You would make the (bulk) equivalent of heavy concrete (iron filled concrete) with depleted uranium and regolith. Reactor plates could use solid DU, which would hold up much better to any core emergencies then lead which can melt and expand and cause all sorts of issues in a hot reactor. The last thing you want is your lead lining to melt and flow out of the major containment part because something exploded and cracked the chamber.

Everything needs to be sealed up for atmosphere anyway (at least nominally) so it will be much easier to clean any machining dust and stuff then it is on earth, since filters would be standard. And you can run the thing in a vacuum so it wont burn with oxygen. It should be much safer then in the atmosphere. The dust also won't be carried away by winds and stuff if it breaches.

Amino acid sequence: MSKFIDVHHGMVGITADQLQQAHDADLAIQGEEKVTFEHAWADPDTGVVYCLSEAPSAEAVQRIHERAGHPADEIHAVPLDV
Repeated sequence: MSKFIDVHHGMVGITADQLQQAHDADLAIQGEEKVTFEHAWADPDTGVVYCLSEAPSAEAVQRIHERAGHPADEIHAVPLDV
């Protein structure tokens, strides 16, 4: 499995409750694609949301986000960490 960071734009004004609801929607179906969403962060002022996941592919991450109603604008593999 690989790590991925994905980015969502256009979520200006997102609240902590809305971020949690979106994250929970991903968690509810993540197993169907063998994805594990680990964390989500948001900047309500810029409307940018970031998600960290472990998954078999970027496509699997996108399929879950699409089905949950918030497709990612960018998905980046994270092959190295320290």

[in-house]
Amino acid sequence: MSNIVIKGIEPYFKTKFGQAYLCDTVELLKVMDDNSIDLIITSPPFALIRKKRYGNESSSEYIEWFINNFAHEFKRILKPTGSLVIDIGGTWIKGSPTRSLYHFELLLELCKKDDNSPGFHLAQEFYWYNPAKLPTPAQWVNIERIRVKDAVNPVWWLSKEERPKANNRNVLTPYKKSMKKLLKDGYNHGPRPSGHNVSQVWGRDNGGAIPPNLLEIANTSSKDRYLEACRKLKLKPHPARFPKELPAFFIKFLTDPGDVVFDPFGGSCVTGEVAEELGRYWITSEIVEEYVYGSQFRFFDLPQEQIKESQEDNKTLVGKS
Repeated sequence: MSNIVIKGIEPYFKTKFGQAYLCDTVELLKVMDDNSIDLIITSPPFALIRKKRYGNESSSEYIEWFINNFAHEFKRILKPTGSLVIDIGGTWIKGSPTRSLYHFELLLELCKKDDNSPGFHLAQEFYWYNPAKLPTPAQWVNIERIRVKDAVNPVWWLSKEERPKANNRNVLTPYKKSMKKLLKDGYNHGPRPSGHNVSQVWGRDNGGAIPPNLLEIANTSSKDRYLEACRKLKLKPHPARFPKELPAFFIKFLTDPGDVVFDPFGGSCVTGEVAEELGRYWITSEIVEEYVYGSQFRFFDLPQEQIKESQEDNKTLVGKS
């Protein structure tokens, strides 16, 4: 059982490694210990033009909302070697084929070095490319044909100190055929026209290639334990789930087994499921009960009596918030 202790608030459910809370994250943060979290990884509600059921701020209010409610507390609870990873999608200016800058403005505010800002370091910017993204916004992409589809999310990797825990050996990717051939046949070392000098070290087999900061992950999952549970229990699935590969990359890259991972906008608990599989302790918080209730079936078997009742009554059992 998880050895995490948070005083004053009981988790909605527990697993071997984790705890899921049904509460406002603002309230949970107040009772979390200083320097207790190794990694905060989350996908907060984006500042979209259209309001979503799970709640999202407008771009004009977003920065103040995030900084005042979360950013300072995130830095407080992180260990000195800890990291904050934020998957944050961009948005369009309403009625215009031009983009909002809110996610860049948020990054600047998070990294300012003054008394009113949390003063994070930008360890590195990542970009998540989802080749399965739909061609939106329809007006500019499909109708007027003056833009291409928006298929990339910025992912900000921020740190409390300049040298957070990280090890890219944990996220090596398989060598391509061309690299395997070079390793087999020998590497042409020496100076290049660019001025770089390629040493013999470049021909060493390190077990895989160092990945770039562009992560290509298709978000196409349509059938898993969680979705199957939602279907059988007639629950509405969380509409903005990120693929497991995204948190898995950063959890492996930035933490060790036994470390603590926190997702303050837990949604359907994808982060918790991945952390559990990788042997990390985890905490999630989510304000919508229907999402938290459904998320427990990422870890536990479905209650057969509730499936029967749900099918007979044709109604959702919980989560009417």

I really think it would be possible to run a really clean and safe nuclear industry there. Everything should stay on the top, the only sources of mixing I think are meteorites which are infrequent. It would be easy to get machines to gather radioactive materials if there is a spill.. those apollo footprints are still there right? 50 years later?

If you use water for a coolant it will freeze instantly/quickly and there is no water table or ocean to contaminate, you would just need machines in place to collect all the garbage and process it.